Friday, August 27, 2010

Playtime at Rotofugi

Whew. Tonight I was at a party for the opening not only of Chicago gallery/toy store/awesomeness repository Rotofugi's new location, but also the current show there: Playboy Redux. The show, which is in honor of Playboy's 50th anniversary, was orchestrated by Playboy Enterprises and the Warhol Museum, where it showed before coming to Chicago.

From Rotofugi's site:

Known at that time for her satin bunny suit, cotton tail and rabbit ears, the Playboy Bunny served cocktails and glamour in equal doses. Many luminaries once worked as Bunnies, including Deborah Harry, Gloria Steinem and Lauren Hutton. For Playboy Redux: Contemporary Artists Interpret the Iconic Playboy Bunny, artists were asked to create a new look for the Bunny, a veritable makeover to create the Bunny of the future.

So, first things first. Rotofugi's new location is amazing. It looks like social deviant art monkeys took over a nice Apple store and had their way with it. The size alone, compared to the cramped one-bedroom apartment style store they previously occupied on Chicago and Damen, blows you away. Add to that the fact that their gallery space is now integrated into the store environment and it makes for a perfect statement on the fusion of old-fashioned fine art, like painting and photography, and fashioned fine art, like graphic work, illustration, and DIY designable maquettes.

Now then, the show. It's pretty apparent that Playboy Enterprises had a hand in it, as this is not a collection of work you'd expect to see in an independent exhibition. The art doesn't really ask anything about the mid-century Playboy mentality, it's just fond reminiscing in the service of the Playboy look. This is the problem with a corporation/brand having a say in the curation of an art show about that brand's iconography and legacy, especially if those happen to be a controversial as Playboy's. I don't mean that the Playboy of today is controversial, it isn't. But the Playboy of the Playboy Clubs era--the period that inspired the show--that inheritance is probably still fair game for debate.

The press release quoted above notes that the list of bunny graduates include Gloria Steinem, which seems like somebody's little in-joke more than anything else. Steinem worked as a bunny in the New York club in 1963 as research for her article "I was a Playboy Bunny"... you can guess what she had to say about the experience. The Playboy Clubs were at best harmless and offensive, and more often misogynistic, patriarchal, and declassé. Obviously it's easy to forget about this, the casual disregard for women the clubs evidenced has been hopefully drowned by progress and is hard to recall, and artistically the colorful, retro, swingin' vibe that we associate with the time period helps to assuage what it's values really were. That's the real issue i take with the show's content, it's harmless fun jaunty work (most of it anyway), more pastiche of the period's aesthetics than content or commentary. It's a show that watches Mad Men and then says to you, "Wow, everybody back then really knew how to dress!"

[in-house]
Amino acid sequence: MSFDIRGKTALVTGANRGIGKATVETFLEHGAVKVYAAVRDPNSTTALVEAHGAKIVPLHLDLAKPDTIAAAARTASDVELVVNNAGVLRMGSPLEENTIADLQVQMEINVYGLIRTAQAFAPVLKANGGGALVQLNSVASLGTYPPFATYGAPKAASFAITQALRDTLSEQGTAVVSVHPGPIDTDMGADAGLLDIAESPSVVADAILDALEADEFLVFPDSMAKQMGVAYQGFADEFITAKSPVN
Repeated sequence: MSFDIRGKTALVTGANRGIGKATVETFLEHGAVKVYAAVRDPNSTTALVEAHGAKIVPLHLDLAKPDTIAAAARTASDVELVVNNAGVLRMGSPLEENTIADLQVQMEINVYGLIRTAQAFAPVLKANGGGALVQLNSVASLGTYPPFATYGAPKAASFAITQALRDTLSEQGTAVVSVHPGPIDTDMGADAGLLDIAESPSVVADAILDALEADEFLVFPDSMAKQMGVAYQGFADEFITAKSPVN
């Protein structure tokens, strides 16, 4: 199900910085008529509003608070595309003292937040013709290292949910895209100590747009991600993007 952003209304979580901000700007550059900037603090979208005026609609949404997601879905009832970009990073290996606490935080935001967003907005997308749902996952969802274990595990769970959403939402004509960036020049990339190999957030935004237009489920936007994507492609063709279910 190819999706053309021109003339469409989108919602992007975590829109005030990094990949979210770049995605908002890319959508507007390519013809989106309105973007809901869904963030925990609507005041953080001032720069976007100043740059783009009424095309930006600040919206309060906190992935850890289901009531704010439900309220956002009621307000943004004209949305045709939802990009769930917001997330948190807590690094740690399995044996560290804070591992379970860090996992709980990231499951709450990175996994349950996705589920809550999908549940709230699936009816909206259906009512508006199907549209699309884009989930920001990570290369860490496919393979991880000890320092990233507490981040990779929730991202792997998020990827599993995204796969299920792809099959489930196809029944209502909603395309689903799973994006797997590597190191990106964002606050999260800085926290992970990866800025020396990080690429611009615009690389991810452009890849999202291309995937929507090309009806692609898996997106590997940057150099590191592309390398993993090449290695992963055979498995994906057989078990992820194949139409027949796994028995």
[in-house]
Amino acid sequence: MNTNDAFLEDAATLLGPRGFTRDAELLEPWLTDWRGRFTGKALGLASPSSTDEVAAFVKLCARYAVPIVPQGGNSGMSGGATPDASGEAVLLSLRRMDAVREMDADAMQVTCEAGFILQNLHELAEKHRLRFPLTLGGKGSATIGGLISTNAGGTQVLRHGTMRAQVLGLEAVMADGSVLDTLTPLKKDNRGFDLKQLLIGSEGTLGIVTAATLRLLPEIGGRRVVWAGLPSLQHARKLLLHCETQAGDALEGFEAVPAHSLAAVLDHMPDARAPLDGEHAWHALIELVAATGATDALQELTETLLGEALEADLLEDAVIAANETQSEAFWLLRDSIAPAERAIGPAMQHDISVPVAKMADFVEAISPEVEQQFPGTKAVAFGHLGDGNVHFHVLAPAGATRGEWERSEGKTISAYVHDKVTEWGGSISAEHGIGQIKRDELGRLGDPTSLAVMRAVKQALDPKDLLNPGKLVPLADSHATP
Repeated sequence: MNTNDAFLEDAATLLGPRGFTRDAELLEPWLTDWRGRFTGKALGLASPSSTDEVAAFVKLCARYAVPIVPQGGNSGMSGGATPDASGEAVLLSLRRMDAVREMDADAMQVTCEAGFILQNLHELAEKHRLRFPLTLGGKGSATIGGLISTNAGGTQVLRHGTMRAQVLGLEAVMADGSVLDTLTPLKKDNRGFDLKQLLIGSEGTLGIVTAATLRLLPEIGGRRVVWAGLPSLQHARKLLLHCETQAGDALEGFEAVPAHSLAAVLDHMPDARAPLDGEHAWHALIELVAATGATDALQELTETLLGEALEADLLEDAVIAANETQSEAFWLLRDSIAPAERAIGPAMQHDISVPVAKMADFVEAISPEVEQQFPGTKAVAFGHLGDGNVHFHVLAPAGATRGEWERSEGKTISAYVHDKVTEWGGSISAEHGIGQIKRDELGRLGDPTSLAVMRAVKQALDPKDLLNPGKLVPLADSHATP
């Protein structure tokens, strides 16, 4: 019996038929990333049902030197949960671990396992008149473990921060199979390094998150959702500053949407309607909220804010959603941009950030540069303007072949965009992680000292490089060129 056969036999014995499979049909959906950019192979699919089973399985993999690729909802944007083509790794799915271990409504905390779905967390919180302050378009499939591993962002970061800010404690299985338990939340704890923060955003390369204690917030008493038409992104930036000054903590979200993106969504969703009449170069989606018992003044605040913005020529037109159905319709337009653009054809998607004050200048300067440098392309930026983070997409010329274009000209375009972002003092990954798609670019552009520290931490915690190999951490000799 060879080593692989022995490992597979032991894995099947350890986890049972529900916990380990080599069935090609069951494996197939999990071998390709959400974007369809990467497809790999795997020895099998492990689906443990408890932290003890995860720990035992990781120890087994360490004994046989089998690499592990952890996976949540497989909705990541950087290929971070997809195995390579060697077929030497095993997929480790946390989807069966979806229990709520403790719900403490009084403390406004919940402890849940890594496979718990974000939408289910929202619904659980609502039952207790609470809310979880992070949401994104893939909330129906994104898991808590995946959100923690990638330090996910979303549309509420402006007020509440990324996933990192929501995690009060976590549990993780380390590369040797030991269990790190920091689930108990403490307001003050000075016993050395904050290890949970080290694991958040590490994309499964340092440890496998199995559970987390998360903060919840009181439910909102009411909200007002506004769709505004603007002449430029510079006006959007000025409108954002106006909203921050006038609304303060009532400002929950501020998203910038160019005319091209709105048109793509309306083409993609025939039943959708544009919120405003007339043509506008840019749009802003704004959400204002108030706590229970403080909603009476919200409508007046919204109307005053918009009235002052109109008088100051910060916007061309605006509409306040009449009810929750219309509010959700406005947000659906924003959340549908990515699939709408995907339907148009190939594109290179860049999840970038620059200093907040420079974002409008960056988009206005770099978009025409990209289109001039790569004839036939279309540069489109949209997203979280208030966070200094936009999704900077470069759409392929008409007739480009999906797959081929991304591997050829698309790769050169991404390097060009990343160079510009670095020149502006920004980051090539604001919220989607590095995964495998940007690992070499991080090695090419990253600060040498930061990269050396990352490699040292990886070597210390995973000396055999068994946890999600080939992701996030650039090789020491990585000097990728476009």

There are exceptions. Some of the artists have taken the Playboy label and twisted it in unexpected ways, some of which reflect on Playboy and some on their own work. Rod Filbrandt's small goauche and ink drawing is so mindlessly energetic and positive that I can't help but think he's in on the joke. Isabel Samaras and Ain Cocke also deliver great pieces, neither of which ape the mid century Jetsons look, opting for the sort of paintings you could imagine Playboy purchasing for the offices, self aware cheesecake that looks more period but is also more self aware than most of the other works. Cocke's especially is an awesome gag that's made better by thinking only you and the painting are in on it. Brendan Fernandes's piece "Bunny Dearest" is probably the loneliest art in the exhibition. While everyone else indulges in pastel color and swirling pattern Fernandes's piece is all stark sparse black lines that are an incredibly refreshing break.

Tim Biskup has what is easily the most confrontational work in the show. While everyone else has chosen coquettish/sexy or graphic/grotesque, Biskup's is the only bunny that looks contemporary, self assured, and straight up pissed. This painting would be fine with leaving the club, locking the doors from the outside, and burning it down. Also, nestled in the back corner of the gallery is a Travis Lampe painting "Bump Mate" that quite simply represents what I think this show could have and should have been: titillating fun, and also gross and unsexy.

Lampe (left) and Biskup's (right) work

All in all it's worth seeing, if only for those few works and to remind yourself that art has a purpose. Allowing an opportunity to examine the meaning of a symbol like the Playboy Bunny to escape unscathed is a tremendous failing, and the show lacks a depth because of it. Still, Hef will have to kick it one of these days, smothered under a blanket of nubile (but disgusted) young flesh, and think of the show we'll have to look forward to then.

You can see all the work in the show here, but just nut up and see it in person.

The show runs through September 12th. Rotofugi is located at 2780 N Lincoln Avenue.


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